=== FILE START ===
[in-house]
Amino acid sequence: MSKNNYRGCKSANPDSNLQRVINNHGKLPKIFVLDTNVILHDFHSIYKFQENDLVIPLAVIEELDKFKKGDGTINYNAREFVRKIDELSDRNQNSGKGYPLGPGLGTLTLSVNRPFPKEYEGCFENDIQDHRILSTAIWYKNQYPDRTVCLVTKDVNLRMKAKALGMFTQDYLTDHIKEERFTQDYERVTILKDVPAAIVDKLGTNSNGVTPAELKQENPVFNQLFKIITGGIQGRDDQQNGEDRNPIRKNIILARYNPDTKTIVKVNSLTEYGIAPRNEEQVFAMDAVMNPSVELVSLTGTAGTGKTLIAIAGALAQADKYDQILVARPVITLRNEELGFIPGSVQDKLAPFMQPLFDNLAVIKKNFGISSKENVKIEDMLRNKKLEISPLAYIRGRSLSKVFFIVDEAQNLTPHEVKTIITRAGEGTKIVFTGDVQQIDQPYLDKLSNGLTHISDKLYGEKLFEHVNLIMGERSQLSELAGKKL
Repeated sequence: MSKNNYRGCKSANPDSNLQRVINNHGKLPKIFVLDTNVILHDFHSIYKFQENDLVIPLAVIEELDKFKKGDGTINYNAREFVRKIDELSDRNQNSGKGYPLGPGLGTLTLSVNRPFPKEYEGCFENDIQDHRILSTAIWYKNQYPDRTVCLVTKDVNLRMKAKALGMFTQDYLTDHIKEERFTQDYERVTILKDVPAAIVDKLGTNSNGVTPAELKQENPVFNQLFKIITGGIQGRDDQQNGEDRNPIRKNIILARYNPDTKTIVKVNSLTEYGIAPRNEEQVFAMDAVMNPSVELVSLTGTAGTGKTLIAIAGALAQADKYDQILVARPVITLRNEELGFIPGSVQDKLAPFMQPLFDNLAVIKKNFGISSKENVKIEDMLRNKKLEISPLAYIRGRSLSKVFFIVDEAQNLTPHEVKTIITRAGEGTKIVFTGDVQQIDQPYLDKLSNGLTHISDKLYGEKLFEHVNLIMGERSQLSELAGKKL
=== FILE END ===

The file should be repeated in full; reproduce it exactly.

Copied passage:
[in-house]
Amino acid sequence: MSKNNYRGCKSANPDSNLQRVINNHGKLPKIFVLDTNVILHDFHSIYKFQENDLVIPLAVIEELDKFKKGDGTINYNAREFVRKIDELSDRNQNSGKGYPLGPGLGTLTLSVNRPFPKEYEGCFENDIQDHRILSTAIWYKNQYPDRTVCLVTKDVNLRMKAKALGMFTQDYLTDHIKEERFTQDYERVTILKDVPAAIVDKLGTNSNGVTPAELKQENPVFNQLFKIITGGIQGRDDQQNGEDRNPIRKNIILARYNPDTKTIVKVNSLTEYGIAPRNEEQVFAMDAVMNPSVELVSLTGTAGTGKTLIAIAGALAQADKYDQILVARPVITLRNEELGFIPGSVQDKLAPFMQPLFDNLAVIKKNFGISSKENVKIEDMLRNKKLEISPLAYIRGRSLSKVFFIVDEAQNLTPHEVKTIITRAGEGTKIVFTGDVQQIDQPYLDKLSNGLTHISDKLYGEKLFEHVNLIMGERSQLSELAGKKL
Repeated sequence: MSKNNYRGCKSANPDSNLQRVINNHGKLPKIFVLDTNVILHDFHSIYKFQENDLVIPLAVIEELDKFKKGDGTINYNAREFVRKIDELSDRNQNSGKGYPLGPGLGTLTLSVNRPFPKEYEGCFENDIQDHRILSTAIWYKNQYPDRTVCLVTKDVNLRMKAKALGMFTQDYLTDHIKEERFTQDYERVTILKDVPAAIVDKLGTNSNGVTPAELKQENPVFNQLFKIITGGIQGRDDQQNGEDRNPIRKNIILARYNPDTKTIVKVNSLTEYGIAPRNEEQVFAMDAVMNPSVELVSLTGTAGTGKTLIAIAGALAQADKYDQILVARPVITLRNEELGFIPGSVQDKLAPFMQPLFDNLAVIKKNFGISSKENVKIEDMLRNKKLEISPLAYIRGRSLSKVFFIVDEAQNLTPHEVKTIITRAGEGTKIVFTGDVQQIDQPYLDKLSNGLTHISDKLYGEKLFEHVNLIMGERSQLSELAGKKL